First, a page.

During 2010, we recorded a provision for income taxes from continuing operations of $11.2 million, resulting in an effective tax rate of 20.3%. Our effective tax rate decreased during 2011, as compared to 2010, primarily due to an increased proportion of foreign income taxed at lower rates, the benefit from the release of valuation allowances in foreign jurisdictions, and changes in estimates of certain permanent tax differences from previous estimates.

Deferred Revenue and Advance Payments Deferred revenue and advance payments represent product support, subscription services, and other services fees that are collected in advance and recognized over the contract service period and product licenses revenues relating to multiple element software arrangements that include future deliverables.

The following table summarizes deferred revenue and advance payments (in thousands), as of: December 31, 2012 2011 2010 Current: Deferred product licenses revenue $ 12,252 $ 14,876 $ 13,881 Deferred product support revenue 145,343 143,165 129,766 Deferred subscription services revenue 6,569 423 0 Deferred other services revenue 16,843 19,974 18,136 Gross current deferred revenue and advance payments 181,007 178,438 161,783 Less: unpaid deferred revenue (79,119 ) (75,239 ) (72,452 ) Net current deferred revenue and advance payments $ 101,888 $ 103,199 $ 89,331 Non-current: Deferred product licenses revenue $ 3,280 $ 3,528 $ 3,732 Deferred product support revenue 8,205 9,453 8,436 Deferred subscription services revenue 696 725 0 Deferred other services revenue 1,184 235 321 Gross non-current deferred revenue and advance payments 13,365 13,941 12,489 Less: unpaid deferred revenue (4,542 ) (3,100 ) (4,611 ) Net non-current deferred revenue and advance payments $ 8,823 $ 10,841 $ 7,878 59 -------------------------------------------------------------------------------- Table of Contents We offset our accounts receivable and deferred revenue for any unpaid items included in deferred revenue and advance payments.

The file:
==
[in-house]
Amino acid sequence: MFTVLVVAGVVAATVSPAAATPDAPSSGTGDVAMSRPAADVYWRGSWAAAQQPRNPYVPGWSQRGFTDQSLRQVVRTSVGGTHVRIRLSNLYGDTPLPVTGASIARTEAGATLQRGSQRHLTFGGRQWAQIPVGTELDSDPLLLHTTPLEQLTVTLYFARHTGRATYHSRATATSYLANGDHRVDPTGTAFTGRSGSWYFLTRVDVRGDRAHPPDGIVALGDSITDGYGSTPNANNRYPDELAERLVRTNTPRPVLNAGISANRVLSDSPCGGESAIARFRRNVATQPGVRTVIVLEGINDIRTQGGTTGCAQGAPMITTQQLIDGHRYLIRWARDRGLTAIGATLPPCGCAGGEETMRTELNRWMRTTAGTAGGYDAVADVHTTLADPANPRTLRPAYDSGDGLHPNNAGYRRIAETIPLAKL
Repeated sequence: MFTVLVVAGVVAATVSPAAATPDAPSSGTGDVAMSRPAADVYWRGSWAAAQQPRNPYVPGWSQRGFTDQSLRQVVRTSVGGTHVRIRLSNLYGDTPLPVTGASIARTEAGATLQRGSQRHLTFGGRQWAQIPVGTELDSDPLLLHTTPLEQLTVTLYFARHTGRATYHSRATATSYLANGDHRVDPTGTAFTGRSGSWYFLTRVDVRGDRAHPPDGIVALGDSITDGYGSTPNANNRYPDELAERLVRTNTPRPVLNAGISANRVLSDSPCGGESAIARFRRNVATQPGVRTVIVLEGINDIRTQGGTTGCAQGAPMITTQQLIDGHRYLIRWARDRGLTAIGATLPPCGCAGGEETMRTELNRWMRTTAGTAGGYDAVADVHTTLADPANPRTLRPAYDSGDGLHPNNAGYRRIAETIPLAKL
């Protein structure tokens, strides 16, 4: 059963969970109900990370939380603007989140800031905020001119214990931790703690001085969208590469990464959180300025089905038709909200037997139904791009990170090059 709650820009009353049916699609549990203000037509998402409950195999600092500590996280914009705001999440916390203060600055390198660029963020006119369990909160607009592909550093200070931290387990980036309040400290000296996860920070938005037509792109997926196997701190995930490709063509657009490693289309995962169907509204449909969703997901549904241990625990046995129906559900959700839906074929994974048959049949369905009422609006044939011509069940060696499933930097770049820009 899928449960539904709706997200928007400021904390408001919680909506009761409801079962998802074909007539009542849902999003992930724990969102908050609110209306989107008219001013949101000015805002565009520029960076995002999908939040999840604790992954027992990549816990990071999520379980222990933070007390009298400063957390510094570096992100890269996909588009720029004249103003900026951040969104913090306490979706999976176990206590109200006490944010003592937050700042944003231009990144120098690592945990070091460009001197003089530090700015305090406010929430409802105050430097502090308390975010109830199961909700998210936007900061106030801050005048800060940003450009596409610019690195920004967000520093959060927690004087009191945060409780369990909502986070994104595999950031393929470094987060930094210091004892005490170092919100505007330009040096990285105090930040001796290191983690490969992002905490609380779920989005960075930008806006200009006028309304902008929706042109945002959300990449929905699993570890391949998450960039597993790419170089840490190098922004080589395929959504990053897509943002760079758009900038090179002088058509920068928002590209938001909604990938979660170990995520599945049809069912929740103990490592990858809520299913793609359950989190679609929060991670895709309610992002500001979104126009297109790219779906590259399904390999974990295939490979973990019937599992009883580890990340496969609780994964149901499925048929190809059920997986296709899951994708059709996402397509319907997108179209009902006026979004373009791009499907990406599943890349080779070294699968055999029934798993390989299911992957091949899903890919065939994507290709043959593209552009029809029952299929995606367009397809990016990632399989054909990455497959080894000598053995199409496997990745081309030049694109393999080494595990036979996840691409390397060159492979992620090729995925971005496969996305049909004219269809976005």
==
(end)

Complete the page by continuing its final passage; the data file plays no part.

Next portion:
Total gross deferred revenue and advance payments increased $2.0 million in 2012, as compared to the prior year, primarily due to an increase in the number of technical support and subscription services contracts in our installed customer base, partially offset by the recognition of previously deferred product licenses and other services revenues. Total gross deferred revenue and advance payments increased $18.1 million in 2011, as compared to the prior year, primarily due to an increase in the number of technical support, subscription services, and other services contracts in our installed customer base.